Face ID: What Is This Technology and Is It So Safe?

Face ID: What Is This Technology and Is It So Safe?

Face ID facial recognition technology has replaced Touch ID – there was simply no room for a fingerprint scanner on the iPhone X. But is Face ID really a worthy alternative?

The appearance of the iPhone X was eagerly awaited by Apple fans – and it’s not just because of the huge frameless screen of the new gadget. The manufacturer has equipped the model X with an innovative technology Face ID, which has replaced Touch ID – there was simply no place for the fingerprint sensor on the “Apple” flagship. However, the presentation of the iPhone X reduced the ardor of enthusiasts and gave more reason to be skeptical. An amusing embarrassment that happened to Apple’s Vice President Craig Federighi instantly became known to the world, after which the reliability and security of Face ID was questioned.

In this article we’ll explain what this technology is for and speculate if there’s any reason to fear that one day the iPhone X won’t unlock.


Face ID is a program that can identify a user by their face. The True Depth front-facing camera is responsible for facial recognition. The camera is located on a small “island” in the front, not covered by the display – geeks aptly dubbed it “bangs”. “Bangs” hides a huge number of sensors and electronics.

iPhone X

These sensors are what makes Face ID work. When the user takes the smartphone in his hand, an infrared sensor (flood illuminator) is activated, whose task is to recognize if the screen is a face. If the response from the infrared sensor is positive, the dot projector is activated – a laser projects 30,000 dots onto the face in front of the screen. Finally, the infrared camera reads those dots that are clearly visible and compares them to the 3D image the user originally took. If the technology “recognized” the owner, the processor receives a command: the gadget must be unlocked.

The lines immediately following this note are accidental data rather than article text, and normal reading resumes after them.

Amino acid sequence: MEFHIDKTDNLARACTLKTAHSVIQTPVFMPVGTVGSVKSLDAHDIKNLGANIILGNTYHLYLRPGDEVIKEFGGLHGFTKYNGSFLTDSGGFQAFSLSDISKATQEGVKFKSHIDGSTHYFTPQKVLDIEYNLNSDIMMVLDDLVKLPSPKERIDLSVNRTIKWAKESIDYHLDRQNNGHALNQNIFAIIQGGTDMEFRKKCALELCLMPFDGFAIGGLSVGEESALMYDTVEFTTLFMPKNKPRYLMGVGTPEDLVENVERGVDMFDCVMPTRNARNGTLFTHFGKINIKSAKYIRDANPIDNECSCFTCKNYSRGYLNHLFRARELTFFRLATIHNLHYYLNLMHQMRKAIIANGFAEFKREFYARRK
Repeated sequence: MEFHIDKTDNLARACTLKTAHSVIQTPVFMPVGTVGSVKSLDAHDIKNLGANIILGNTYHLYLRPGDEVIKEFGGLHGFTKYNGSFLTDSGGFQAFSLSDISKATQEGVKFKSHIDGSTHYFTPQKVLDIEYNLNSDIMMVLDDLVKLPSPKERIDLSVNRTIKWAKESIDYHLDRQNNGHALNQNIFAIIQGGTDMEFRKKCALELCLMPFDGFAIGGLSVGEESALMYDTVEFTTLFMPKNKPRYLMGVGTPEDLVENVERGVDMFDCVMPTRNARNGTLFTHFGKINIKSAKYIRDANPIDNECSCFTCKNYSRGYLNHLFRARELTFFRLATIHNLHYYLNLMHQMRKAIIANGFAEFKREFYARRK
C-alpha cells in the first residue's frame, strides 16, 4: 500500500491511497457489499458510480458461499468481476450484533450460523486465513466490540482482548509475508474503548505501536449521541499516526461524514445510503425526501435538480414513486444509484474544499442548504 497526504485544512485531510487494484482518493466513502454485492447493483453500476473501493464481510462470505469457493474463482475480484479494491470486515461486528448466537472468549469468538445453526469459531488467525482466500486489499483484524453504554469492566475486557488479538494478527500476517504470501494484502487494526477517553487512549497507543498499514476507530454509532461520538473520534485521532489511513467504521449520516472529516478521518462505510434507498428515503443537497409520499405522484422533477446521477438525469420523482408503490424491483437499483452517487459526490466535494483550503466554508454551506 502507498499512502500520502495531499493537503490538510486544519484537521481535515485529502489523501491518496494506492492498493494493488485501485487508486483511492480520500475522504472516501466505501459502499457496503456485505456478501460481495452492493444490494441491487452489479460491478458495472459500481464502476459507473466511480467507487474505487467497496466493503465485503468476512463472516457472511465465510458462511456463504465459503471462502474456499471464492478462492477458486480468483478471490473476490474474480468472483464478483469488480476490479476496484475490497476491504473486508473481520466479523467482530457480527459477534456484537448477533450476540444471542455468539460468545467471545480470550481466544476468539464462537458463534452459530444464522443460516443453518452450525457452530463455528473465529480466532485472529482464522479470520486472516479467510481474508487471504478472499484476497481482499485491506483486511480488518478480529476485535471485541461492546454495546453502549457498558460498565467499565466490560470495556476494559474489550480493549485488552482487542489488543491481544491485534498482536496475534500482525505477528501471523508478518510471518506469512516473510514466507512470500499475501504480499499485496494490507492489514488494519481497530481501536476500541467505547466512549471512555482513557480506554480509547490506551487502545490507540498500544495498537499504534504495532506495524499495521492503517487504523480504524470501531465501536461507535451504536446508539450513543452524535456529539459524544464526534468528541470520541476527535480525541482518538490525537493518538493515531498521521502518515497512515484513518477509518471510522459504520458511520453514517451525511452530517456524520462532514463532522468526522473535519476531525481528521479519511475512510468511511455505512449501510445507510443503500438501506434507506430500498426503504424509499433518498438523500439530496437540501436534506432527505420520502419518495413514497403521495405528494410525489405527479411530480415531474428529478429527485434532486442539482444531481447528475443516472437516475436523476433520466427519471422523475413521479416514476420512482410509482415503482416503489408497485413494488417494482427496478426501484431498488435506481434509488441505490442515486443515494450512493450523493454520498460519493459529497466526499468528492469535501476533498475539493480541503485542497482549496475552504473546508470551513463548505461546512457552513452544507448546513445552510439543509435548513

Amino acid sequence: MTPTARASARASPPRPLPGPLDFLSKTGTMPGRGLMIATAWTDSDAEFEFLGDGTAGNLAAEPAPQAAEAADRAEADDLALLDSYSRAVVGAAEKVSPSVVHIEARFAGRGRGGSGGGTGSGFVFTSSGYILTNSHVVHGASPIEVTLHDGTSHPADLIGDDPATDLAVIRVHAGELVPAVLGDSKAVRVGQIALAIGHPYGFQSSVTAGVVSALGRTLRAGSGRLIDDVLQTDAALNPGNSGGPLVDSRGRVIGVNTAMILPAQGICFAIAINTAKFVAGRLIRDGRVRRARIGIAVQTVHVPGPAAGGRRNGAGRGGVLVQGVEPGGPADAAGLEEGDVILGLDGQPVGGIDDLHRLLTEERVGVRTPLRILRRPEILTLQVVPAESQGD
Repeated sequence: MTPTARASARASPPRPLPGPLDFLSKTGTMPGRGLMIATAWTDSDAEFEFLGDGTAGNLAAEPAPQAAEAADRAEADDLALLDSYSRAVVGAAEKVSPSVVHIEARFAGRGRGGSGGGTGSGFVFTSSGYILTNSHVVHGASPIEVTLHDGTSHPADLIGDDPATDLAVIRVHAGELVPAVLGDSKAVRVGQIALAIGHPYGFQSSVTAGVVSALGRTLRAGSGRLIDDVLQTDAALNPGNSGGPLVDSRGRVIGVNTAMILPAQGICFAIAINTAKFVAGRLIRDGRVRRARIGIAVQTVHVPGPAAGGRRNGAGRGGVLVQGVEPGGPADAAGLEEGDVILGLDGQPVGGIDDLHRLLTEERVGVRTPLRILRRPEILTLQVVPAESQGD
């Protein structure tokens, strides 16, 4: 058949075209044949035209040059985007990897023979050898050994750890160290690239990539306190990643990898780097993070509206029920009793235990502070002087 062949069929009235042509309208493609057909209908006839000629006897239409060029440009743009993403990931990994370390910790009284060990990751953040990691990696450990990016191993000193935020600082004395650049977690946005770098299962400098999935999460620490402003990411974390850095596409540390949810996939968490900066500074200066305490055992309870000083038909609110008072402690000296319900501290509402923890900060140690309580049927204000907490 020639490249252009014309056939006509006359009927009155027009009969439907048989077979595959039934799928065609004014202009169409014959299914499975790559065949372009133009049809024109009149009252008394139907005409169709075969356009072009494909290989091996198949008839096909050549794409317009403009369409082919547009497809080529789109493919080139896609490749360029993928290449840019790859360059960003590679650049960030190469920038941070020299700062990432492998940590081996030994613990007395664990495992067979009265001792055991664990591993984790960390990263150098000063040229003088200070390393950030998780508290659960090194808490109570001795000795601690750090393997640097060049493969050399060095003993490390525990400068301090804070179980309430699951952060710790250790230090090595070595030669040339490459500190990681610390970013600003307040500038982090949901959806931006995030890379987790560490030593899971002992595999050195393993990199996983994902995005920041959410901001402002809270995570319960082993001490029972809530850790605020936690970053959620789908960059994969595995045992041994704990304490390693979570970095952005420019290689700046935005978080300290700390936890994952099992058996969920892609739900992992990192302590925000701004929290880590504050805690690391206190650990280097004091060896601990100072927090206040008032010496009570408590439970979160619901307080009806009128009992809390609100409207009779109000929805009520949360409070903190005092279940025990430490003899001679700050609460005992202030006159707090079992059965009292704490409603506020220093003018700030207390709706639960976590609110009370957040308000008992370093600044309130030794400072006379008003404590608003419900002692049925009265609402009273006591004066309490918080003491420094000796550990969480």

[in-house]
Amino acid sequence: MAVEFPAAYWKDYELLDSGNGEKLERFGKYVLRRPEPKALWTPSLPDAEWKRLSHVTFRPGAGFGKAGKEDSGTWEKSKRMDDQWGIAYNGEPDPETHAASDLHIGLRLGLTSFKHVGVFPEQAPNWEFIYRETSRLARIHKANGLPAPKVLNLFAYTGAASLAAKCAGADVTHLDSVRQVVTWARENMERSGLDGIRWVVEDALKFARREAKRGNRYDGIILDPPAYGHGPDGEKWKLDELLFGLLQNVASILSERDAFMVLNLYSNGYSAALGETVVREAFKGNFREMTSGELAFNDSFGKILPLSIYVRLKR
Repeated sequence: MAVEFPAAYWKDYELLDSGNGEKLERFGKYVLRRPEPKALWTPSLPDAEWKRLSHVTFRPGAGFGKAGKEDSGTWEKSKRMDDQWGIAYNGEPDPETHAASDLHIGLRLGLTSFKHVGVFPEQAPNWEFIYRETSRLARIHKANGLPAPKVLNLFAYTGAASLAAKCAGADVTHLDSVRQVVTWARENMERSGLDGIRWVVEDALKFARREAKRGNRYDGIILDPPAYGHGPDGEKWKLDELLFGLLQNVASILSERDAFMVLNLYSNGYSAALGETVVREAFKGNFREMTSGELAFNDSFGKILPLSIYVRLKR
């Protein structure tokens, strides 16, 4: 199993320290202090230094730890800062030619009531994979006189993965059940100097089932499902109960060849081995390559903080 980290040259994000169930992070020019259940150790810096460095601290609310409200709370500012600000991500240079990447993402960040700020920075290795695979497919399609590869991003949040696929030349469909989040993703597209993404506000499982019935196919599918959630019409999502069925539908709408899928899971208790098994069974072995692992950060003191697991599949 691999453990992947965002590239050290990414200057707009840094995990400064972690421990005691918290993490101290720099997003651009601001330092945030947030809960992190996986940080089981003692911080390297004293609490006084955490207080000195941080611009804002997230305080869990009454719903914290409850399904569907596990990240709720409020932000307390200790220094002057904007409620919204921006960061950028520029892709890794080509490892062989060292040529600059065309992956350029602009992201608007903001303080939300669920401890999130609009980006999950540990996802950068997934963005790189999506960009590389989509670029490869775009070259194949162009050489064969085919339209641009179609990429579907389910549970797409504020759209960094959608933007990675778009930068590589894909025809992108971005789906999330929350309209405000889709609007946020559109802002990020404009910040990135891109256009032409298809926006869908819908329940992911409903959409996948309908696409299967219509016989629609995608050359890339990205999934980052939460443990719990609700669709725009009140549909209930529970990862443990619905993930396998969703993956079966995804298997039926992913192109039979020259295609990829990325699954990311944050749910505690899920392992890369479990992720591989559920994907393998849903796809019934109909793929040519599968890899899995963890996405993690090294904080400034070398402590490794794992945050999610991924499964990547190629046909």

The same system is used to create animoji – emoji capable of copying the user’s facial expressions.

The most important thing for Face ID is to see the 3 elements of the user’s face: the mouth, nose and eyes. If the owner of iPhone X changes his/her hairstyle, grows a beard or a mustache, it won’t put Apple’s technology to shame. Another thing is if the person wears dark glasses, takes his eyes away from the camera, covers them or covers his mouth with a scarf – in these cases, Face ID may be powerless.

Apple has installed a small coprocessor in its flagship, so Face ID will remember your face more and more clearly over time. The longer you use your smartphone, the faster the facial recognition works and the less the accessories like glasses confuse the program.


By using Face ID, you can:

  • Unlock your iPhone.
  • Make payments through Apple Pay.
  • Pay for purchases in the iTunes Store and AppStore.
  • Allow apps and websites to use your username and password.
  • Allow the Safari browser to autofill forms.
  • In short, Face ID covers all the functionality of Touch ID.


Face ID setup should only be approached by carefully stretching your cervical vertebrae. Find the necessary option on your phone by following the path “Settings” – “Face ID and password”.

Once you’re in the menu of the corresponding settings section, proceed as follows:

  • Click on “Face ID Setting” and position your device about 30 cm away from your face. A circular frame will appear on the screen – make sure your face is centered.
  • Slowly perform a circular motion with your head so that the program can form a structural (3D) image. By the way, for those who due to physical limitations can not turn the head, Apple has provided another algorithm – you can activate it through the settings section “Universal Access Settings”.
  • Press “Next” and repeat the circular motion.
  • When a notification appears on the screen that Face ID is set up, click on “Done”.